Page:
What Chiropractic Practices Need to Know about Google’s Review Guidelines
Many practices don’t know the essential details of Google’s review guidelines. And that, if violated, could result in Google flagging your Google Business Profile account and taking down your reviews.
When asking your patients for new reviews, ensure you’re staying compliant with Google’s terms of service. Here’s what every practice needs to know about Google’s review guidelines.
How to Request a Google Review
It’s no secret that amping up your practice’s online reviews is a great way to improve your local search rankings and attract new patients.
But how do you decide which patients you ask to leave you a Google review? If you ask only those you know are satisfied, you could violate Google’s review guidelines.
It’s seemingly harmless, but if you’re cherry-picking which patients you ask for a review based on who you think will leave positive feedback, you’re doing what’s known as “review gating.”
Google takes review gating very seriously.
In its review guidelines, Google explicitly states that businesses shouldn’t “discourage or prohibit reviews or selectively solicit positive feedback from customers.”
The search engine made this change to its Terms of Service back in 2018, but if you’re not familiar with the details of the guidelines, you could miss it.
If you ask every patient to write a review, you’ll inevitably receive some not-so-positive feedback, but think about it as an opportunity. Publicly responding to negative feedback (appropriately) can show people your practice’s dedication to customer service.
Review gating might seem harmless, but it’s not worth the risk. Remember, Google can remove all your online reviews for violating its guidelines.
How Many Patient Reviews Can You Request at Once?
When you put a system in place to get more online reviews, it’s tempting to ask every patient in your patient management software to leave a review at the same time. However, if you send out a mass request, you could also violate Google’s review guidelines.
Google’s policy says businesses shouldn’t “solicit reviews from customers in bulk.”
It might sound counterintuitive, but getting a steady stream of reviews over time is better than receiving dozens at once. That’s because recent reviews carry more weight with potential customers than old ones. According to a BrightLocal survey, 40% of consumers only read reviews written within the past two weeks.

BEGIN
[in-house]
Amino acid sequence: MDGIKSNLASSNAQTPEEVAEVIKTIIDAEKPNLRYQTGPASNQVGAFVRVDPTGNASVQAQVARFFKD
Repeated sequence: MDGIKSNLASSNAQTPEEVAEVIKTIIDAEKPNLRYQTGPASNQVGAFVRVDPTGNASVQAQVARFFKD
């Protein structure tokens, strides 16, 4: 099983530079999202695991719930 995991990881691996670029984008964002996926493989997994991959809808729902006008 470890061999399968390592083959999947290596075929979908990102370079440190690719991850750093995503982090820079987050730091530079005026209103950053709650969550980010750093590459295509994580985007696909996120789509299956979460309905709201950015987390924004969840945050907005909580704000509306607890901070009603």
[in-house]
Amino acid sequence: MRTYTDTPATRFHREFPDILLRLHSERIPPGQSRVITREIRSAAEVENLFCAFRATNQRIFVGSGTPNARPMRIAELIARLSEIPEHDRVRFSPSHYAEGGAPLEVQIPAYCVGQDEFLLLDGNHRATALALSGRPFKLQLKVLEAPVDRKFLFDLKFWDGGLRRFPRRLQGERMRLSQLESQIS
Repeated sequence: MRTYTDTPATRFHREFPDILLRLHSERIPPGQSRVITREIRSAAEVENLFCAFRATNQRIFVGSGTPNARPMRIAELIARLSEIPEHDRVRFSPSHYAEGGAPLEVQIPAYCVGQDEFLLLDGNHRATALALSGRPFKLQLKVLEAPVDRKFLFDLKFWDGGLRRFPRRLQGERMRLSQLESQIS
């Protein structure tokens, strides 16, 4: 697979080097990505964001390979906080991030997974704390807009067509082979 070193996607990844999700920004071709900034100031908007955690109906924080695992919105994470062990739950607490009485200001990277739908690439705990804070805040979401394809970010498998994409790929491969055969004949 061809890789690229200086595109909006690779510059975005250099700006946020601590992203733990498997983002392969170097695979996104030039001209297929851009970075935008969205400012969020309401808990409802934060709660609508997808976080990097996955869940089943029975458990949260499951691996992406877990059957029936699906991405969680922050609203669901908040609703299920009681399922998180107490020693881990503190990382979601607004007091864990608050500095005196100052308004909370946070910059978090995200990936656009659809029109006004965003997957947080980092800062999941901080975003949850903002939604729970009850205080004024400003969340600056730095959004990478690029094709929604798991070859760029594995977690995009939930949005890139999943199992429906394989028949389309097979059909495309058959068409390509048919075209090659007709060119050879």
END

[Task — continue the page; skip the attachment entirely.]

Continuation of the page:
If most of your practice’s reviews are from several months (or even years) ago, it could be a red flag for someone looking for a new provider.
At Zingit, we automatically ask your patients for Google reviews following a specified interval after their appointment. As a result, you keep receiving a steady stream of recent and relevant reviews.
What Can You Offer Patients in Exchange for Reviews?
Waiting and hoping your patients leave positive reviews isn’t a great strategy to improve your online reviews. Yet, if you’re considering offering your patients an incentive to leave a review, think again.
Google’s review guidelines say a business shouldn’t “offer… money in exchange for reviews.” While the guidelines don’t explicitly prohibit offering something like a cup of coffee for a Google review, any kind of incentive certainly violates the spirit of the rule.
A 2020 survey shows that 68% of customers will leave a review if you ask them. No incentive necessary!
Who Owns Your Practice’s Reviews?
Let’s say your practice has an excellent reputation on Google and gets new reviews every week. You want to use some of your positive feedback on your website or social media. No problem, right?
Well, not exactly.
Even though your patient is leaving a review on your practice’s Google Business Profile listing, you don’t own the review. According to Google’s review guidelines, your online reviews belong to your patients.
Google requires you to obtain consent from the reviewer if you want to use the review for your marketing purposes.
The good news is that if you ask and receive permission from your patient, you can use their review content for marketing your practice.
How Should You Describe Your Google Rating?
Describing your Google rating is another review guideline that can be missed easily. If you want to tout your star rating on Google, avoid using phrases like “Google-rated” and “Google rating.”
Google doesn’t rate your practice—your patients do. If you have a 5-star rating, specify it’s a “5-star rating on Google” and not a “Google 5-star rating.” It’s a subtle difference, but it’s one that Google specifically prohibits in its review guidelines. Additionally, if you’re talking about your ratings on Google, Google expects you to include an “as of” date.
Getting more Google reviews is a proven way to boost your presence in local search results, but Google will punish you for violating its guidelines.
If you want to see how Zingit helps our clients get more reviews automatically (on average, 23 new reviews in the first month), sign up for a free demo.